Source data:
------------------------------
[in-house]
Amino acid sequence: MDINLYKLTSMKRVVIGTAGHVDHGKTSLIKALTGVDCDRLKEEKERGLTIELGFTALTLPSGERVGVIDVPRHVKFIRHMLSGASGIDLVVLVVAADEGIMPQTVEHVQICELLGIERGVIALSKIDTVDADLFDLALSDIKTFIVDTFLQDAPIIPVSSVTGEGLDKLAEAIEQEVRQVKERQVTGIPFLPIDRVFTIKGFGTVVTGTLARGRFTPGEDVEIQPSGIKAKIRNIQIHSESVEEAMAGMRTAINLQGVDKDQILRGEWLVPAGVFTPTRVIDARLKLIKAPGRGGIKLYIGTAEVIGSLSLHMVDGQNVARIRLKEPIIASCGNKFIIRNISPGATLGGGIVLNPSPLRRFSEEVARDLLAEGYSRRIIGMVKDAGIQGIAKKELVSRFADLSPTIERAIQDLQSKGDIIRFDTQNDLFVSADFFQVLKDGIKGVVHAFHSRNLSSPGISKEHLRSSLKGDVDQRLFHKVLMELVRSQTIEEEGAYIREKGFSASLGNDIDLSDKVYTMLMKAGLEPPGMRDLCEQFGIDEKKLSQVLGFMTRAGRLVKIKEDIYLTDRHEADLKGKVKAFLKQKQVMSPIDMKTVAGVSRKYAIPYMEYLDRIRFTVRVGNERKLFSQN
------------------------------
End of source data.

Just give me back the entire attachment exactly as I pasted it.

[in-house]
Amino acid sequence: MDINLYKLTSMKRVVIGTAGHVDHGKTSLIKALTGVDCDRLKEEKERGLTIELGFTALTLPSGERVGVIDVPRHVKFIRHMLSGASGIDLVVLVVAADEGIMPQTVEHVQICELLGIERGVIALSKIDTVDADLFDLALSDIKTFIVDTFLQDAPIIPVSSVTGEGLDKLAEAIEQEVRQVKERQVTGIPFLPIDRVFTIKGFGTVVTGTLARGRFTPGEDVEIQPSGIKAKIRNIQIHSESVEEAMAGMRTAINLQGVDKDQILRGEWLVPAGVFTPTRVIDARLKLIKAPGRGGIKLYIGTAEVIGSLSLHMVDGQNVARIRLKEPIIASCGNKFIIRNISPGATLGGGIVLNPSPLRRFSEEVARDLLAEGYSRRIIGMVKDAGIQGIAKKELVSRFADLSPTIERAIQDLQSKGDIIRFDTQNDLFVSADFFQVLKDGIKGVVHAFHSRNLSSPGISKEHLRSSLKGDVDQRLFHKVLMELVRSQTIEEEGAYIREKGFSASLGNDIDLSDKVYTMLMKAGLEPPGMRDLCEQFGIDEKKLSQVLGFMTRAGRLVKIKEDIYLTDRHEADLKGKVKAFLKQKQVMSPIDMKTVAGVSRKYAIPYMEYLDRIRFTVRVGNERKLFSQN